The chair for CAAD at the department of architecture, ETH Zürich, researches the use of current information technologies as an augmentation of the concept of architecture. This extended definition covers; design support through means of digital media, design,fabrication & building with computer controlled machines, and intelligent building services.
The postgraduate studies in CAAD are open to local and international graduates with professional experience from the field of architecture and adjacent disciplines. The main focus of the education is computer based architectural design and its automatic production.
Throughout the studies the participants expand their proficiencies in modelling, computer based design, construction, production, multimedia presentation, and marketing. These skills augment thier capabilities as architects, incorporate new fields of activities and help to expand the definition of architecture as a whole.
The practical modules are:
The theoretical modules are:
- ‘parametrised CAAD’ which enables through quick and individual modifiable drawings a client-based adaptable architecture.
- ‘multimedia presentations’ connect digital designs with effects that extend the purely paper based presentations.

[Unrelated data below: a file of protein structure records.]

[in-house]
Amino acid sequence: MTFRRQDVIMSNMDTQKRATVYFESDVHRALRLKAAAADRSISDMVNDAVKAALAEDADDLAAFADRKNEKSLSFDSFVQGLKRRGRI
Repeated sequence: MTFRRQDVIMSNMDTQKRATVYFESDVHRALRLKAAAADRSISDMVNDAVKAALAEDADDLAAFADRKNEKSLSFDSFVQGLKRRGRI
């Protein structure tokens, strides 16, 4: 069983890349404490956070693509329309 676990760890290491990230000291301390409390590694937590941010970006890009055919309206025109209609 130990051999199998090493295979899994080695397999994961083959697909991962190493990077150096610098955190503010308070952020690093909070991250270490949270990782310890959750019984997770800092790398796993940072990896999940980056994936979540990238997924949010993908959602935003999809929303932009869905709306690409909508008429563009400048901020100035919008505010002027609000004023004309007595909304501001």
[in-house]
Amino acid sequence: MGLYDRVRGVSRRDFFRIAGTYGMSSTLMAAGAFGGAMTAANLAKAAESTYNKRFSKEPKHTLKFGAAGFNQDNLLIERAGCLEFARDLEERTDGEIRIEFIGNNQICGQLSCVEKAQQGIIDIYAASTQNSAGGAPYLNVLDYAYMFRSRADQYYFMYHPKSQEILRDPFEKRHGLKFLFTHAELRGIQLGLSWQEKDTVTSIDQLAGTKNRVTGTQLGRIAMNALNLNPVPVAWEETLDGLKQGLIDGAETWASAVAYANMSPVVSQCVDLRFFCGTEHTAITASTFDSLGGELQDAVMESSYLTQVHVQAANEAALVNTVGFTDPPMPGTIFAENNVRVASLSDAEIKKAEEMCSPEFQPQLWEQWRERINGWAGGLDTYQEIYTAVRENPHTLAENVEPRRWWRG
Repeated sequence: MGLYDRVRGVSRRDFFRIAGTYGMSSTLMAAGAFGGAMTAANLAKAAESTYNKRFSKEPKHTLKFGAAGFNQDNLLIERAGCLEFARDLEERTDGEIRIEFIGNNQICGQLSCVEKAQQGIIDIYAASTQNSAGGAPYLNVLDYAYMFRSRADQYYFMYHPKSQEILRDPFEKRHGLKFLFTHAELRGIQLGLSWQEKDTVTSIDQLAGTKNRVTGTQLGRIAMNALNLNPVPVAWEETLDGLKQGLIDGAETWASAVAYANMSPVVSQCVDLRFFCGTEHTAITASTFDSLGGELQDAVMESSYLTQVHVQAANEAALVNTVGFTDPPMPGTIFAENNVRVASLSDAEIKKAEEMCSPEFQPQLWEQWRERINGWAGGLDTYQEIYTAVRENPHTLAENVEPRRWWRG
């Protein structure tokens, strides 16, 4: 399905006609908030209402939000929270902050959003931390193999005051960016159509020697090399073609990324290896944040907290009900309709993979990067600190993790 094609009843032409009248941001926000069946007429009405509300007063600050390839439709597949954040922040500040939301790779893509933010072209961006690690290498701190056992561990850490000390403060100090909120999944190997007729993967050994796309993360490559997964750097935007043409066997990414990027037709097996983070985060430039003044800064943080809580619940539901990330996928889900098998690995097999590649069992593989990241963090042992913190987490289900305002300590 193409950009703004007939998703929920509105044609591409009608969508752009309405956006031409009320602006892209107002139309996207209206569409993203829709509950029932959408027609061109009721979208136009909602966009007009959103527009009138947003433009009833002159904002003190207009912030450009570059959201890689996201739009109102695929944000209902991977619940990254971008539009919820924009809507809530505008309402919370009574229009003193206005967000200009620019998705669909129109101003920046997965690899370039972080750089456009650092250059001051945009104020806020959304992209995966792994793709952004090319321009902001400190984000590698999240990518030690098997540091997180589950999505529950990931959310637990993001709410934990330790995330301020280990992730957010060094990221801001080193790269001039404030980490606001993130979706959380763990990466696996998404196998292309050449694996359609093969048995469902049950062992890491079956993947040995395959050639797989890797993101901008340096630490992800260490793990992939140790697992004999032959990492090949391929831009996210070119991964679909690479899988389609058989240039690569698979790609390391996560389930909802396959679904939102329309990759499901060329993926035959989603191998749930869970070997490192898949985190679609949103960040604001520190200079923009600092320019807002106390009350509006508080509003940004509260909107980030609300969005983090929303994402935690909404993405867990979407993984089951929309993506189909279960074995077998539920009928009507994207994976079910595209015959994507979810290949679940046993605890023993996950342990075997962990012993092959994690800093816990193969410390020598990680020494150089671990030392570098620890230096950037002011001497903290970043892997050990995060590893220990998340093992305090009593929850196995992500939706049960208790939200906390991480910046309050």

- ‘internetbased interaction’ enabled new forms of product development and marketing.
- ‘object oriented programming’ shows a systematically way of thinking which defines deep structures in software design as well as in the design of physical buildings. In the same time it opens up towards a computer generated architecture.
- ‘cnc production’ enables the physical production of individual architectural items on the chair’s own cutting and milling machines.
- the use of ‘machines’ and ‘multimedia technologies’ in architecture are shown through historical and current examples in order to position the own works.
- ‘mass customization’ is seen as an answer to the networking of designer, merchandiser and producer. It positions the architect back into his classical role coordinator and as creative potential.
- ‘computer generated architecture’ shows partly substantial formal and tectonically differences compared to today’s used functional and conceptual architecture.
The studies take one full year and begin in the winter term. The program is divided into about 7-10 modules, which are taught in seminars that are each concluded with an individual or group project. The studies end with an individual thesis. Teaching languages are English and German. The number of participants is 6 to 12.